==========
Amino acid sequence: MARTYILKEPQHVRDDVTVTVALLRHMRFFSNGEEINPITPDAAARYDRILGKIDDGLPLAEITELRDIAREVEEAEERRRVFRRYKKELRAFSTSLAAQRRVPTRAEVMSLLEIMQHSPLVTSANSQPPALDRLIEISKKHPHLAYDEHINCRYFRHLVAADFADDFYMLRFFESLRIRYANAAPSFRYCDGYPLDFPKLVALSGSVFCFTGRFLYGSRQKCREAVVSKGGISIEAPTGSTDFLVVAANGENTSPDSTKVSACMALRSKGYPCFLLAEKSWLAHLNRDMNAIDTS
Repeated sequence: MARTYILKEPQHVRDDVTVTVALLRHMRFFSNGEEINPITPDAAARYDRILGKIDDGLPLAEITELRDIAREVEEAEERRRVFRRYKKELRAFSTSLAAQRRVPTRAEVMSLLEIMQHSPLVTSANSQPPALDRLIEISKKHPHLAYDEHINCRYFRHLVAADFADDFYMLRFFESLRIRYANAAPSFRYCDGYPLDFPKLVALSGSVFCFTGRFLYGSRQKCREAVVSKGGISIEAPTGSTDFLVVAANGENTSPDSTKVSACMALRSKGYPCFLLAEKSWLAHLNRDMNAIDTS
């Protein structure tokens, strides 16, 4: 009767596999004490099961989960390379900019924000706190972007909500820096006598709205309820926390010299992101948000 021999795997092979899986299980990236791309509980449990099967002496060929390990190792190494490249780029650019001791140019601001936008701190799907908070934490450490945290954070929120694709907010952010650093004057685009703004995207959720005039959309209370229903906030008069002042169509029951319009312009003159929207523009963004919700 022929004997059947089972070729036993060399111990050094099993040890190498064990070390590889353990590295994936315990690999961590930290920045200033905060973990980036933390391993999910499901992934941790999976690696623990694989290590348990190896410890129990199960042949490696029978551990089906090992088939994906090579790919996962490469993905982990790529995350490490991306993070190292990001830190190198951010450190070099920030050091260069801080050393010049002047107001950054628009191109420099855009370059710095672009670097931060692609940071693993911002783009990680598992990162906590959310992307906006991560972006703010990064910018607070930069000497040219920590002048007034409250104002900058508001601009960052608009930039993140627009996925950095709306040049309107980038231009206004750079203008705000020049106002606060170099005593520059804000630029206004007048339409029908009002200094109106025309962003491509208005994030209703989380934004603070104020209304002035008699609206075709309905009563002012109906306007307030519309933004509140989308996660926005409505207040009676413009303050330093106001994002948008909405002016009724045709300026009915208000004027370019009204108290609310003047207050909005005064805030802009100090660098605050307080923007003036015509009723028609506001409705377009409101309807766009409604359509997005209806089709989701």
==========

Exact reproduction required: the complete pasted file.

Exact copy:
Amino acid sequence: MARTYILKEPQHVRDDVTVTVALLRHMRFFSNGEEINPITPDAAARYDRILGKIDDGLPLAEITELRDIAREVEEAEERRRVFRRYKKELRAFSTSLAAQRRVPTRAEVMSLLEIMQHSPLVTSANSQPPALDRLIEISKKHPHLAYDEHINCRYFRHLVAADFADDFYMLRFFESLRIRYANAAPSFRYCDGYPLDFPKLVALSGSVFCFTGRFLYGSRQKCREAVVSKGGISIEAPTGSTDFLVVAANGENTSPDSTKVSACMALRSKGYPCFLLAEKSWLAHLNRDMNAIDTS
Repeated sequence: MARTYILKEPQHVRDDVTVTVALLRHMRFFSNGEEINPITPDAAARYDRILGKIDDGLPLAEITELRDIAREVEEAEERRRVFRRYKKELRAFSTSLAAQRRVPTRAEVMSLLEIMQHSPLVTSANSQPPALDRLIEISKKHPHLAYDEHINCRYFRHLVAADFADDFYMLRFFESLRIRYANAAPSFRYCDGYPLDFPKLVALSGSVFCFTGRFLYGSRQKCREAVVSKGGISIEAPTGSTDFLVVAANGENTSPDSTKVSACMALRSKGYPCFLLAEKSWLAHLNRDMNAIDTS
């Protein structure tokens, strides 16, 4: 009767596999004490099961989960390379900019924000706190972007909500820096006598709205309820926390010299992101948000 021999795997092979899986299980990236791309509980449990099967002496060929390990190792190494490249780029650019001791140019601001936008701190799907908070934490450490945290954070929120694709907010952010650093004057685009703004995207959720005039959309209370229903906030008069002042169509029951319009312009003159929207523009963004919700 022929004997059947089972070729036993060399111990050094099993040890190498064990070390590889353990590295994936315990690999961590930290920045200033905060973990980036933390391993999910499901992934941790999976690696623990694989290590348990190896410890129990199960042949490696029978551990089906090992088939994906090579790919996962490469993905982990790529995350490490991306993070190292990001830190190198951010450190070099920030050091260069801080050393010049002047107001950054628009191109420099855009370059710095672009670097931060692609940071693993911002783009990680598992990162906590959310992307906006991560972006703010990064910018607070930069000497040219920590002048007034409250104002900058508001601009960052608009930039993140627009996925950095709306040049309107980038231009206004750079203008705000020049106002606060170099005593520059804000630029206004007048339409029908009002200094109106025309962003491509208005994030209703989380934004603070104020209304002035008699609206075709309905009563002012109906306007307030519309933004509140989308996660926005409505207040009676413009303050330093106001994002948008909405002016009724045709300026009915208000004027370019009204108290609310003047207050909005005064805030802009100090660098605050307080923007003036015509009723028609506001409705377009409101309807766009409604359509997005209806089709989701």